I'm not sure why you're so hung up with you pointing out the law. I never said the law was wrong or did not exist, or that I had a problem with it - for some reason you're assuming I do. I said that laws like that are meant to protect against the lowest common denominator, e.g. a house that has kids who don't know any better or, as you say, people who don't know that they shouldn't dip the bidet into a full toilet bowl. If one is aware of the consequences of not using a backflow preventer with a handheld bidet, they can make up your own minds - just like how many people happily do 41km/h in a 40km/h zone. This is not a high-risk situation like a farmer hooking up a field irrigation system with manure everywhere.

                      clearly presented information backed up with actual documented proof.

                      Documented proof? So far all you've given are anecdotes. Have there been many cases of mains water contamination from a backflowing handheld bidet?

                      • +4 votes

                        @eug: Looky loo at the two of you. Here’s an idea I’ll float to you both: how about you both pipe down, and stop this overflow of words. Let’s not get bogged down in semantics. I dunny know about you, but I can’t think of a crapper way to spend my time! It’s shithouse!

                        You may not be privy to the fact, but it’s my bidet, and I’ll spray if I want to.

                        Are you embarrassed now? Because you are both looking a bit flush.

                        The ballcock is in your court.

                        •  

                          @caprimulgus:

                          Looky loo at the two of you. Here’s an idea I’ll float to you both: how about you both pipe down, and stop this overflow of words. Let’s not get bogged down in semantics. I dunny know about you, but I can’t think of a crapper way to spend my time! It’s shithouse!
                          You may not be privy to the fact, but it’s my bidet, and I’ll spray if I want to.
                          The ballcock is in your court.

                          We have a winner! 🤣

                      •  

                        @eug:

                        No need to get so worked up.

                        Not worked up, just don't see the point of why the hell you keep coming back when I didn't make the legislation, but simply pointed it out.

                        then, I do not think it is a major health hazard.

                        Regulators and people who deal with keeping our water supplies safe say otherwise. And this is not just some quirky unique "Australia only" requirement. Many other countries with robust water quality system require the same.

                        You then brought up a scenario where:
                        a small bit of residue lands on the bidet…etc etc etc

                        No, in fact I have actually mentioned many times there are many ways to cross contaminate and have back flow. I have also acknowledged that they are all also very slim chances of occurring.

                        You also say a significant portion of the population aren't aware that they should not be dipping a handheld bidet into a toilet bowl that's full of fecal matter. Is that an assumption you're making, or do you have evidence?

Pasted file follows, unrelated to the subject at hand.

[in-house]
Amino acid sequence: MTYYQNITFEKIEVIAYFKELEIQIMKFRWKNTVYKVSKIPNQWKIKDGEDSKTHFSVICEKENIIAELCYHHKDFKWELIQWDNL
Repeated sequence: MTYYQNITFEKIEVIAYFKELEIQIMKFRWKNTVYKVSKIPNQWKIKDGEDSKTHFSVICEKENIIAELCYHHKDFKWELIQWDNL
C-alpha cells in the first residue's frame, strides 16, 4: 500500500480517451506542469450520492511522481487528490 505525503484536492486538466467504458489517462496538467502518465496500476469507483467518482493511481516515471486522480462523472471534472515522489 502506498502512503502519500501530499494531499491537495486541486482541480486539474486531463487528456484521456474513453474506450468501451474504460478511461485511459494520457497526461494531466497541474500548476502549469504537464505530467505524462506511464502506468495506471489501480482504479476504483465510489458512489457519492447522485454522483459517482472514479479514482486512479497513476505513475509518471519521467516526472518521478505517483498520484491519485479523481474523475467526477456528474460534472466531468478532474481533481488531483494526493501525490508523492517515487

No evidence per se as I have not taken photos of every house I have visited where it has been the case, however I happen to see this quite regularly first hand in my line of work, so it is happening plenty. However, this is irrelevant to the initial comment that simply pointed out the legislation. Whether I've seen it cause problems doesn't matter. The law exists, end of discussion.

                        I'm not sure why you're so hung up with you pointing out the law.

                        All I ever did from the start was point out the law. You're the one trying to turn this into something else and twist the argument. Reason I keep pointing out the law is THAT IS ALL I EVER CAME HERE TO SAY, you're the one trying to take it off on another tangent about how likely the risk is and all that other bunkum. I agree, the chances are slim, however that is off on a tangent to the initial comment that simply quoted the legislation. Reason I keep mentioning the law is that you seem incapable of reading. ALL I COMMENTED ABOUT INITIALLY WAS THAT THE LEGISLATION REQUIRES A BACKFLOW PREVENTER. How is that so hard a concept to grasp FFS?

                        Documented proof? So far all you've given are anecdotes.

                        Anecdotes of what? That the law exists? Coz that's all I ever stated initially. You don't do too well with the reading comprehension do you? Go back and read my very first post. It includes a link to a pdf from the regulators regarding the legislation. Is that "documented proof" enough for you, as you call it, that the regulations exist? Because that is all I ever stated (before you got all argumentative) … that the regulations exist. I have never argued about how much back flow can and does happen, and have actually even agreed with you that it is a very slim chance of cross-contamination. All I ever simply stated that there is a law that says it is a no-go not to have back flow prevention before you got all uppity. Do I need to keep repeating myself?

                        Have there been many cases of mains water contamination from a backflowing handheld bidet?

                        Don't know, as that was never part of my comment. I could Google but I won't be doing your research for you as that was never part of what I was even stating. All I simply stated that there was legislation regarding this. Not sure why you can't grasp that concept and keep trying to argue off on tangents.

                        • -1 vote

                          @maximage:

                          Not worked up,